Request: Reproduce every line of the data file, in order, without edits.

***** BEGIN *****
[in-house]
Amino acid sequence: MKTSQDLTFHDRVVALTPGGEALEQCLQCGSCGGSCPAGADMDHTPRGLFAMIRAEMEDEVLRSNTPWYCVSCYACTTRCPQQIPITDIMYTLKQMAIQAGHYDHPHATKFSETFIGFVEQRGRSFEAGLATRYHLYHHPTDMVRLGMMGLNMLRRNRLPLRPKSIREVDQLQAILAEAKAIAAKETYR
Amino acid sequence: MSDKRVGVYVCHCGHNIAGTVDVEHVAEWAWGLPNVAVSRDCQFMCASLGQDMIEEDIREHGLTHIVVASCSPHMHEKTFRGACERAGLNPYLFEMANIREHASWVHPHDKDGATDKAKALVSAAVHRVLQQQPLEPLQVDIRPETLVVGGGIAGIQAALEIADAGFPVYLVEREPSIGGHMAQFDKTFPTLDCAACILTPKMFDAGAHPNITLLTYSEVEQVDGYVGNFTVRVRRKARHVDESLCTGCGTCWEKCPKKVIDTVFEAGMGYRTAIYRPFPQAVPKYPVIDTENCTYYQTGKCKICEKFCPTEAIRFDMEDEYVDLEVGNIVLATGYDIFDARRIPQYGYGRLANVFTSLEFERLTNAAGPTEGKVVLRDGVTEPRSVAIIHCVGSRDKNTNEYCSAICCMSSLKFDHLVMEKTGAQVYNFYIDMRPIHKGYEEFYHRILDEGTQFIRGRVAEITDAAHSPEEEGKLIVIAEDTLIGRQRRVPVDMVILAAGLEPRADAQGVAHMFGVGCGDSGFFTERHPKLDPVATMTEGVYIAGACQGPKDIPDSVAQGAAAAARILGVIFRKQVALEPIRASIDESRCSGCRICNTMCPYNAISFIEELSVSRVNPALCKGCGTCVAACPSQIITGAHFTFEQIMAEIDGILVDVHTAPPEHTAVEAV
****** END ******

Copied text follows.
[in-house]
Amino acid sequence: MKTSQDLTFHDRVVALTPGGEALEQCLQCGSCGGSCPAGADMDHTPRGLFAMIRAEMEDEVLRSNTPWYCVSCYACTTRCPQQIPITDIMYTLKQMAIQAGHYDHPHATKFSETFIGFVEQRGRSFEAGLATRYHLYHHPTDMVRLGMMGLNMLRRNRLPLRPKSIREVDQLQAILAEAKAIAAKETYR
Amino acid sequence: MSDKRVGVYVCHCGHNIAGTVDVEHVAEWAWGLPNVAVSRDCQFMCASLGQDMIEEDIREHGLTHIVVASCSPHMHEKTFRGACERAGLNPYLFEMANIREHASWVHPHDKDGATDKAKALVSAAVHRVLQQQPLEPLQVDIRPETLVVGGGIAGIQAALEIADAGFPVYLVEREPSIGGHMAQFDKTFPTLDCAACILTPKMFDAGAHPNITLLTYSEVEQVDGYVGNFTVRVRRKARHVDESLCTGCGTCWEKCPKKVIDTVFEAGMGYRTAIYRPFPQAVPKYPVIDTENCTYYQTGKCKICEKFCPTEAIRFDMEDEYVDLEVGNIVLATGYDIFDARRIPQYGYGRLANVFTSLEFERLTNAAGPTEGKVVLRDGVTEPRSVAIIHCVGSRDKNTNEYCSAICCMSSLKFDHLVMEKTGAQVYNFYIDMRPIHKGYEEFYHRILDEGTQFIRGRVAEITDAAHSPEEEGKLIVIAEDTLIGRQRRVPVDMVILAAGLEPRADAQGVAHMFGVGCGDSGFFTERHPKLDPVATMTEGVYIAGACQGPKDIPDSVAQGAAAAARILGVIFRKQVALEPIRASIDESRCSGCRICNTMCPYNAISFIEELSVSRVNPALCKGCGTCVAACPSQIITGAHFTFEQIMAEIDGILVDVHTAPPEHTAVEAV